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We work with you to solve your energy challenges through innovative solutions, delivering resilience, cost efficiency and sustainability

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UK Power Networks Services builds renewables portfolio
UK Power Networks Services builds renewables portfolio

We are expanding our portfolio of key infrastructure assets with the acquisition of UU Solar, from SDCL Energy Efficiency Income Trust LLP (SEEIT).

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Our SCADA technology accelerates the transition to a decarbonised future
Our SCADA technology accelerates the transition to a decarbonised future

With continued investment in an innovative facility that allows us to control, manage and monitor substations and other electrical infrastructure on behalf of our clients, we are helping the industry to accelerate its transition towards a decarbonised future.

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Our clients include some of the highest profile public and private sector organisations with critical infrastructure in complex environments.

Our industries
Supporting Transport for London in the delivery of 54 new trains for Docklands Light Railway
Supporting Transport for London in the delivery of 54 new trains for Docklands Light Railway

UK Power Networks Services continues to support Transport for London in its strategic ambitions to add 54 new trains to the Docklands Light Railway (DLR) by 2024.

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Revolutionising road freight: the future of HGV electrification

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We work with logistics companies and fleet operators to optimise their existing energy infrastructure and integrate electric vehicle technology

Revolutionising road freight: the future of HGV electrification

The UK transport sector is a crucial area for decarbonisation if the UK is to reach Net Zero by 2050, as it accounted for 29% of the UKs total emissions in 20231 with petrol and diesel road vehicles the main source of these emissions. Furthermore, despite only making up 6% of the road vehicle miles travelled in the UK in 2021, Heavy Good Vehicles (HGV) accounted for 21% of road transport emissions due to their large weight and substantial average mileage when compared to other road vehicles. Additionally, their large weight requires HGVs to burn more fuel to move, therefore leading to higher emissions. The UK government has taken a policy decision to ban the sale of all new non-zero emission HGVs weighing up to 26 tonnes from 2035 with larger HGVs being phased out from 2040. It is therefore essential for fleets in the UK to begin planning for their transition to zero-emission vehicles.



Firstly, it is important to have an overview of the benefits electric HGVs have over their diesel counterparts:

  • They can operate with zero tailpipe emissions, whilst diesel HGVs emit vast amounts of carbon dioxide, nitrogen oxides, particulate matter and other greenhouse gases.
  • When considering the total cost of ownership, which includes purchase price, fuel costs, insurance, tax and maintenance costs, analysis shows that electric HGVs are more cost effective over the lifetime of the vehicle due to lower running costs.
  • Electricity is generally cheaper than diesel, leading to lower fuel costs.
  • They offer operational benefits such as reduced downtime as they require less maintenance and better performance.
  • Batteries can provide high torque instantaneously, allowing for better acceleration and driving on hills much easier.
  • They reduce noise pollution as they are much quieter than diesel vehicles.


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Overcoming Challenges

Electrification of HGV fleets would be a significant step towards the UK’s Net Zero targets and national sustainability goals. Despite the benefits, HGV electrification also presents challenges that need to be addressed, below we explore these challenges and present possible solutions:


Challenge: Long haul journeys

The UK is a small island with population density concentrated in a few areas, meaning that HGVs generally do relatively short journeys within the country. The average length of haul is a key metric that is utilised in the transport and logistics industry to understand and optimise their operations. It is found by dividing the total distance that all shipments had covered by the number of shipments made over a specific period. The average length of haul for HGVs in the UK was 67 miles in 20222 and many HGV manufacturers have electric models which far exceed this average. However, issues can arise for electric HGVs, in which the range may not be able to cover the required distance for long haul journeys when taking into account payload, weather conditions, or simply if the distance is longer than the range of the vehicle.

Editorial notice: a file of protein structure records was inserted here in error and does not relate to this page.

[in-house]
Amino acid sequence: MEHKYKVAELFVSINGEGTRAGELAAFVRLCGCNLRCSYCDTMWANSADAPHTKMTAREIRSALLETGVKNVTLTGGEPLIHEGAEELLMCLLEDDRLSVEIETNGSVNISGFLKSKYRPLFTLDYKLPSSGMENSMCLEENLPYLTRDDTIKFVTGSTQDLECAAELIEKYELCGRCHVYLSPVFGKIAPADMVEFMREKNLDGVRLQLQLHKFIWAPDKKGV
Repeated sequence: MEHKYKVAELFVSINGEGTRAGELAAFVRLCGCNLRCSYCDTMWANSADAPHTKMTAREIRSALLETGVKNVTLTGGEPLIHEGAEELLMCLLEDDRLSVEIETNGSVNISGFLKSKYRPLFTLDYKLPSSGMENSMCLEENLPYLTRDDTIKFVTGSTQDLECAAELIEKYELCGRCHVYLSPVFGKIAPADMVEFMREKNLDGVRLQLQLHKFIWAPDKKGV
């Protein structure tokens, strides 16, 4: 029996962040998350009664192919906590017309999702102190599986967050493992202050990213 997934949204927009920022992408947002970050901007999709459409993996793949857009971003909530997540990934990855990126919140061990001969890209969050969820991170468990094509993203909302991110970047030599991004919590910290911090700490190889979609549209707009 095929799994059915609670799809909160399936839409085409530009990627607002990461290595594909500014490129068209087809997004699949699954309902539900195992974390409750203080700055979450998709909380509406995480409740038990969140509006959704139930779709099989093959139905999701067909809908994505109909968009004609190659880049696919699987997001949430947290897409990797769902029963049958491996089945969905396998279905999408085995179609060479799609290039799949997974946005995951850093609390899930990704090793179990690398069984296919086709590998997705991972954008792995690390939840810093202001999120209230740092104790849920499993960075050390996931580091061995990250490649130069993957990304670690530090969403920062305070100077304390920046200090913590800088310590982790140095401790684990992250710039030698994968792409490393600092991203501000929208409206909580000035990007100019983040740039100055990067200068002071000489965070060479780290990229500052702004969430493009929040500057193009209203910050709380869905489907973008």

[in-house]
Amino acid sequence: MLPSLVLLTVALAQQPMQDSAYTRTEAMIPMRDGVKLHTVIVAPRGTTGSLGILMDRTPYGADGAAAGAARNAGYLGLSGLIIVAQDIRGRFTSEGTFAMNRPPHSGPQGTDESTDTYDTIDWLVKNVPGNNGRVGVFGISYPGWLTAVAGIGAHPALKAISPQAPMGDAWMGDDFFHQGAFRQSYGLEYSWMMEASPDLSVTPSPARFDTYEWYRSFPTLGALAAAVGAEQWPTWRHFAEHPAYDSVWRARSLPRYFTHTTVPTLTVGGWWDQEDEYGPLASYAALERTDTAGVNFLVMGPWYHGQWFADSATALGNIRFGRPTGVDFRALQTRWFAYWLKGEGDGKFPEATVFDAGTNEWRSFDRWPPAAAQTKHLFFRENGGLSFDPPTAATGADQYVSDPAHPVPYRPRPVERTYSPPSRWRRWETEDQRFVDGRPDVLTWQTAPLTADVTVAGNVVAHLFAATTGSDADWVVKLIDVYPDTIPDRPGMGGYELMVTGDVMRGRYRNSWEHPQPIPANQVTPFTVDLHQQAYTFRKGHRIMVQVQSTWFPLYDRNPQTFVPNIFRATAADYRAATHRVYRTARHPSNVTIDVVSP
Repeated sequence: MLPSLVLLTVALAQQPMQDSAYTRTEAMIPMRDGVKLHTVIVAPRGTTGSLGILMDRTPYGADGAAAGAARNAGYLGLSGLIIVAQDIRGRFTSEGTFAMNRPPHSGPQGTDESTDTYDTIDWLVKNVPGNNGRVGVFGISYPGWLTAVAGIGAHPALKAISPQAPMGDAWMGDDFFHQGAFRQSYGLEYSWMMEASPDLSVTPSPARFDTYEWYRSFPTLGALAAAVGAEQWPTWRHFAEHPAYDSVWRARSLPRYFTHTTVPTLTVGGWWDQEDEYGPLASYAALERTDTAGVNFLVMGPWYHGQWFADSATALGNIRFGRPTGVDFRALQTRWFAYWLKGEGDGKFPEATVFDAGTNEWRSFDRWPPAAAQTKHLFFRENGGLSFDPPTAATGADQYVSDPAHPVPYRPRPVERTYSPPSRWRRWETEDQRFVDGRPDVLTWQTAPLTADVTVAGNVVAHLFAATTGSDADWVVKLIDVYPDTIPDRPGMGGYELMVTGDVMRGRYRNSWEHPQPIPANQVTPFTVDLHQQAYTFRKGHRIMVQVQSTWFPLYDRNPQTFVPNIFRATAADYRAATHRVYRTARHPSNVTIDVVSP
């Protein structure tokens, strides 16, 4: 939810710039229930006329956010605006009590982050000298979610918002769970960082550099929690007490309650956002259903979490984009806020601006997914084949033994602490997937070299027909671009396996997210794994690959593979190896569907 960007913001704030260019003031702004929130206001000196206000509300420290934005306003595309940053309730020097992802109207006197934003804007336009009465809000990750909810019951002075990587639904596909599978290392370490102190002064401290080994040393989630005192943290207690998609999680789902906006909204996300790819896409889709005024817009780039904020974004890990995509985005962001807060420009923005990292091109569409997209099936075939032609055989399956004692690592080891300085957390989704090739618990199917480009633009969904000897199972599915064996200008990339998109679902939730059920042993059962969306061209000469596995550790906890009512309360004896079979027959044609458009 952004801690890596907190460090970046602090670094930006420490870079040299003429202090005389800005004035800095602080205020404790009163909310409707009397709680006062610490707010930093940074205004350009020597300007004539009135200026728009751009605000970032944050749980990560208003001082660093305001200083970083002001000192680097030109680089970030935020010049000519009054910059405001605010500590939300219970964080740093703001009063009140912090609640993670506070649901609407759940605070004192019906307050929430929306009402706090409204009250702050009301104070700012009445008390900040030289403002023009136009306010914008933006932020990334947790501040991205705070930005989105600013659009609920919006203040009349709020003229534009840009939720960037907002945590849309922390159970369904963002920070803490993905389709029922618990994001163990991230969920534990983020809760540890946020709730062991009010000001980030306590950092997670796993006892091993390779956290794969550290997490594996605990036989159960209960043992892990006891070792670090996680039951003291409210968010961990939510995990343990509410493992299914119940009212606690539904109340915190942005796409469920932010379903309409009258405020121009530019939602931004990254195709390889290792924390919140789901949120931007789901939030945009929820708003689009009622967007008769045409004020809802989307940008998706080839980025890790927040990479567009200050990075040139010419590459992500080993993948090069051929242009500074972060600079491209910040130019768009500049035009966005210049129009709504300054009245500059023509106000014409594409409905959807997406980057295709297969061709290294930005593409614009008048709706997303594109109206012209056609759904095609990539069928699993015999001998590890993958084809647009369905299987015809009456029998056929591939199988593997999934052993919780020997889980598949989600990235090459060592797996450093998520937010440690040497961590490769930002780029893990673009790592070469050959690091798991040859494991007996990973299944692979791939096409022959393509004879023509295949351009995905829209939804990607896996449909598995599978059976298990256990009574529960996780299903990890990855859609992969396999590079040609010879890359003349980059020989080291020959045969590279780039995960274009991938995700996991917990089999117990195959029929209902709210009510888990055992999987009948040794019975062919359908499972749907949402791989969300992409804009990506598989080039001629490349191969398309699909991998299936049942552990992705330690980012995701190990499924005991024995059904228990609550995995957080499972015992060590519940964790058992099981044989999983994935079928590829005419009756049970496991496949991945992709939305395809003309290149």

Solution: Megawatt Charging System (MCS)

The Megawatt Charging System is a new international standard in EV charging that has been in development for some time and is expected to be commercially available in 2024. This new innovative charging system can deliver up to 3.75 MW of power, significantly reducing the amount of time HGVs will take to charge and allowing for longer, uninterrupted journeys. Such systems will be installed at motorway services and truck stops, in which HGV drivers will be able to take advantage of these extremely high-powered chargers, reducing dwell times by 90% compared to if they were to use 400 kW chargers. They can also be installed at warehouses and logistic centres, allowing for very fast top-up charging. However, it is important to note that fleet operators will have to acquire HGVs that can take this level of charging power.


Challenge: Lack of public infrastructure

Overnight depot charging can ensure that electric HGVs are fully charged for their next day’s operations. Destination charging is where HGVs arrive at the end of a journey, eg reaching a warehouse or logistics centre, and have ample time to charge their batteries during loading and unloading. National Grid expects that 70-90% of charging for HGVs can take place in depots or at destinations. However, if the journey is a particularly long distance, then HGVs would require top-up charging in a public charging station along the way. Due to their large battery capacities and weight, HGVs typically require ultra-rapid chargers at these public stations, defined as 150kW or above. However, only 6% of public EV chargers are of this rating or above, which is clearly an issue for fleet operators as they cannot complete long journeys without having to wait long periods of time to charge with lower-powered chargers. In addition, due to the size of HGVs, dedicated spaces and charge points are needed to accommodate them. However, with less than 3% of all new HGV registrations in Q1 2023 being electric, these dedicated spaces are yet to be seen nationally.